First, here's an event I would have posted about this morning, but Blogger was having issues so I had to wait until tonight.
Model D Speaker Series: Urban Mobility
Join us Thursday, May 26 to learn about the future of transit and cycling in the city. Panelists include Kenneth Cockrel, Jr., Detroit City Council; Todd Scott; Michigan Trails and Greenways Alliance (MTGA); Kelli Kavanaugh, co-owner of Wheelhouse Detroit; Robin Boyle, Wayne State University and Carolyn Helmke, Chicago-based transportation consultant.I was invited to this, but couldn't attend because I had to teach and couldn't take the night off, as I wanted to get the students ready for an exam next week that they'll take while I'm swatting a hornet. Too bad. However, I'm sure that Model D will write about the talk in a couple of weeks. Stay tuned for a post about the evening.
On the waterfront: Community life, blue and green economies spur growth in Jefferson East
Dennis Archambault | Tuesday, May 10, 2011
Hundreds of people pass through Detroit's Jefferson East gateway at Alter Road on their daily commute. Few notice much north or south of Jefferson, but Jefferson East is a corridor of economic potential.While I was reading all the mainstream press articles, I was missing this. I plan on reading it again, and I recommend you read it, too.
This riverfront community, boasting more than 160 acres of waterfront parkland, a new greenway, and more boat slips than anywhere in the city, is awakening to the post-recession era and reshaping of Detroit, more expansive in scope than its original seven-block area, but remaining true to its original residential and retail development mission. Its future lies in the "blue" and "green" economies – waterfront and ecology.
Master activator: Tony Goldman envisions Detroit as "capital of the experimental"
Walter Wasacz | Tuesday, May 10, 2011
On his first ever visit to Detroit last week Tony Goldman saw enough to come away with ideas and solutions that could fill the rest of the century. He experienced fledgling micro-economies taking shape in Corktown and Eastern Market; he also saw blighted buildings in the heart of downtown he says no major commercial center can afford. He saw grassroots entrepreneurship full of commitment and passion; but also says he encountered a lack of "central vision needed to galvanize and follow through on a campaign to the end."And here's another article full of the spirit of Detroit as Ground Zero of the post-industrial future, a place full of possiblities. My wife sees this, too. Not only was this a great city, it still is a great city, and it can rise again. All it needs is more people that believe in it, and the will to act.
Goldman came back to New York full of ideas, he tells me, after three days spent "absorbing and observing" the city with redeveloper-entrepreneur Phillip Cooley, meeting with Mayor Dave Bing, and speaking at an event at an Eastern Market space with Dennis Scholl of the Knight Foundation.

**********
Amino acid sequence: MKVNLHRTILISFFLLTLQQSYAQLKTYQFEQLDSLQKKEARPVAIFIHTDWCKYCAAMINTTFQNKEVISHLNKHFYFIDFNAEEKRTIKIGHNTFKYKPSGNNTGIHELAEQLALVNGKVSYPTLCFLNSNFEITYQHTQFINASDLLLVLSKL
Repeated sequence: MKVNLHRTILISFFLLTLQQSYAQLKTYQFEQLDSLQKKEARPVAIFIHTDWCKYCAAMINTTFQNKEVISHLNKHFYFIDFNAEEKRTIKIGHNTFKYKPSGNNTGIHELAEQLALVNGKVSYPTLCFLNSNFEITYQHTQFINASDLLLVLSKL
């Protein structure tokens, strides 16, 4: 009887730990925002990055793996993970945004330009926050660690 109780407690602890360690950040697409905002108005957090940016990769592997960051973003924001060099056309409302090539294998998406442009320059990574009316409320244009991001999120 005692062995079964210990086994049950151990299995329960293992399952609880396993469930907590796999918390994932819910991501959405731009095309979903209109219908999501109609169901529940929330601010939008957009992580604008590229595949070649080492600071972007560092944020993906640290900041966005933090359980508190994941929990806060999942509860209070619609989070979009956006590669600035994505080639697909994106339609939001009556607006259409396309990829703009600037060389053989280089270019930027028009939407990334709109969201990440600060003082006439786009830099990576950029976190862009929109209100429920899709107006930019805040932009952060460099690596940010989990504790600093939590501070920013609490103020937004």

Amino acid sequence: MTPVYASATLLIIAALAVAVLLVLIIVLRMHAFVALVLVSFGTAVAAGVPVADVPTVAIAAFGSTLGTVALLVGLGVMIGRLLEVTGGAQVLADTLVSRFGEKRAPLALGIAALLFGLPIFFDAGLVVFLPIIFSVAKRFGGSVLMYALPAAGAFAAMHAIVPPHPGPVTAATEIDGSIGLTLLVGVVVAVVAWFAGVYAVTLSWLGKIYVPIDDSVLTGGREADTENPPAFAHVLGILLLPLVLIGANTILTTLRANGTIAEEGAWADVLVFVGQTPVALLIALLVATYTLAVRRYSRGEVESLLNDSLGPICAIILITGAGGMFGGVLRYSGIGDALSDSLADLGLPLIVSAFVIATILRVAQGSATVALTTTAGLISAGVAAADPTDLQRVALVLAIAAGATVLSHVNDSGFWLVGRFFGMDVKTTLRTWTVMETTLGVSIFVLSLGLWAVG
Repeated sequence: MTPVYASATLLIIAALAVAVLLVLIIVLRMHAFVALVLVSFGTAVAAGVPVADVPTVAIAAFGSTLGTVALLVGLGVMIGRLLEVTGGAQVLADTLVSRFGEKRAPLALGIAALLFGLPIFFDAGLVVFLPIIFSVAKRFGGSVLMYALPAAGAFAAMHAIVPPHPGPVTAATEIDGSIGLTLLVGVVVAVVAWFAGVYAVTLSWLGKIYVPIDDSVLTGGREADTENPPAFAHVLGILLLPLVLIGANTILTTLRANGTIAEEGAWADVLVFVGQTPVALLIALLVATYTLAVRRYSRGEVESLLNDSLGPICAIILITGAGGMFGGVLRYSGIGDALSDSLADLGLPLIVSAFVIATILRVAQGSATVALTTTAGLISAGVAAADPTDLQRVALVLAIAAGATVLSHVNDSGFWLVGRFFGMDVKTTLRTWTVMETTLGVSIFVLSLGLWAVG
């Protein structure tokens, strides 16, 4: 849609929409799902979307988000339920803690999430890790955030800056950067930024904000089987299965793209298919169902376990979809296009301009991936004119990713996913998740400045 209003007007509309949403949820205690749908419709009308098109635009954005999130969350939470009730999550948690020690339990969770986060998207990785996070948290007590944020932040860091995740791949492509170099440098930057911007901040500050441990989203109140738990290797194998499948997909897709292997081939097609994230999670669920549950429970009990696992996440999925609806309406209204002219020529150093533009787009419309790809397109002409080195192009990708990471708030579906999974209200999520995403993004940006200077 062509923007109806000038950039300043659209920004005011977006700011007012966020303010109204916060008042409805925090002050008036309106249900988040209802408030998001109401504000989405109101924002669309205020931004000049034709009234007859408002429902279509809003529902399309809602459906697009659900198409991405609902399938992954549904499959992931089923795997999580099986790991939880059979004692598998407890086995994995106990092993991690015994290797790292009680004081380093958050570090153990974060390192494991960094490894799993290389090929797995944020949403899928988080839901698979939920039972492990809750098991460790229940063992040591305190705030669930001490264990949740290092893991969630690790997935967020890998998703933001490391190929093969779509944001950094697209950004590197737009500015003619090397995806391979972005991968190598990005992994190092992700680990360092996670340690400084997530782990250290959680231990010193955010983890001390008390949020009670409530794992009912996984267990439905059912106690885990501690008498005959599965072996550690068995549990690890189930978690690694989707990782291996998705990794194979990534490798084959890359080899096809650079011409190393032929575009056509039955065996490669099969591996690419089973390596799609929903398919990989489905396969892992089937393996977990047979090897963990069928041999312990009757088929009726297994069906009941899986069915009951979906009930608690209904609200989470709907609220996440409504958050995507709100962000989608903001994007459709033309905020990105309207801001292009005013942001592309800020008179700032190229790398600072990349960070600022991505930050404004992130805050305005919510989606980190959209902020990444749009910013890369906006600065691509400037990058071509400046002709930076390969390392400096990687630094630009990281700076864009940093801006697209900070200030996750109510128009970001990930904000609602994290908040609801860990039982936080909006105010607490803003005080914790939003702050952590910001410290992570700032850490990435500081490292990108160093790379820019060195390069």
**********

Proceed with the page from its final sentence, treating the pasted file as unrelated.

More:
Taking root: Just in time for growing season, we begin series on urban farming in the D
Patrick Crouch | Tuesday, April 26, 2011
Much has been made of the burgeoning urban agriculture movement in Detroit in the national and international press. Reporters from around the world have come to tell our story. I have personally spoken with journalists from Toronto, London, New York, Los Angeles, and Paris. This work is often presented as a brand new movement in the city, a Phoenix rising from the ashes. Reality is much more complex than this, and urban agriculture can never be the panacea that many would like it to be.This article is a great history of the long legacy of urban farming in Detroit. I'm sorry I missed blogging about it for last month's Sprout theme.
Largely missing from the conversation has been the voices of local Detroiters, and my hope is that this column can shed some light on and celebrate the movement in Detroit from our perspective. I'm not inclined to toot my own horn, but I do think that I am qualified and well suited to report on this movement. I've been growing in the city for the last eight years with the Capuchin Soup Kitchen's Earthwork's Urban Farm, I have worked with the Detroit Agriculture Network, currently serve on the Detroit Food Policy Council and the Detroit Agriculture Network's boards, volunteer at Catherine Ferguson Academy's farm, as well as my community garden Hope Takes Root, and am part of several collaborative efforts working to develop our local food system.
Detroit's current reign as the most important city in the United States for urban agriculture, is actually historically warranted. Many of the street names and neighborhoods of our city still bear the moniker of French ribbon farmers. Back in the 1880s Mayor Hazen "potato patch" Pingree made lands being held undeveloped by land speculators available to low income Detroiters, to improve their access to healthy food, as well as aid their ability to sell excess in their neighborhoods. Pingree, despite public mocking, believed in this idea so strongly he even went so far as to sell his favorite horse. This idea spread through out the country to cities like Philadelphia, Cleveland, and New York.
All the above was just from the Features section. There's lots more in the News section. I'll save that for the next installment on the past month's articles in Model D--no maybe about it!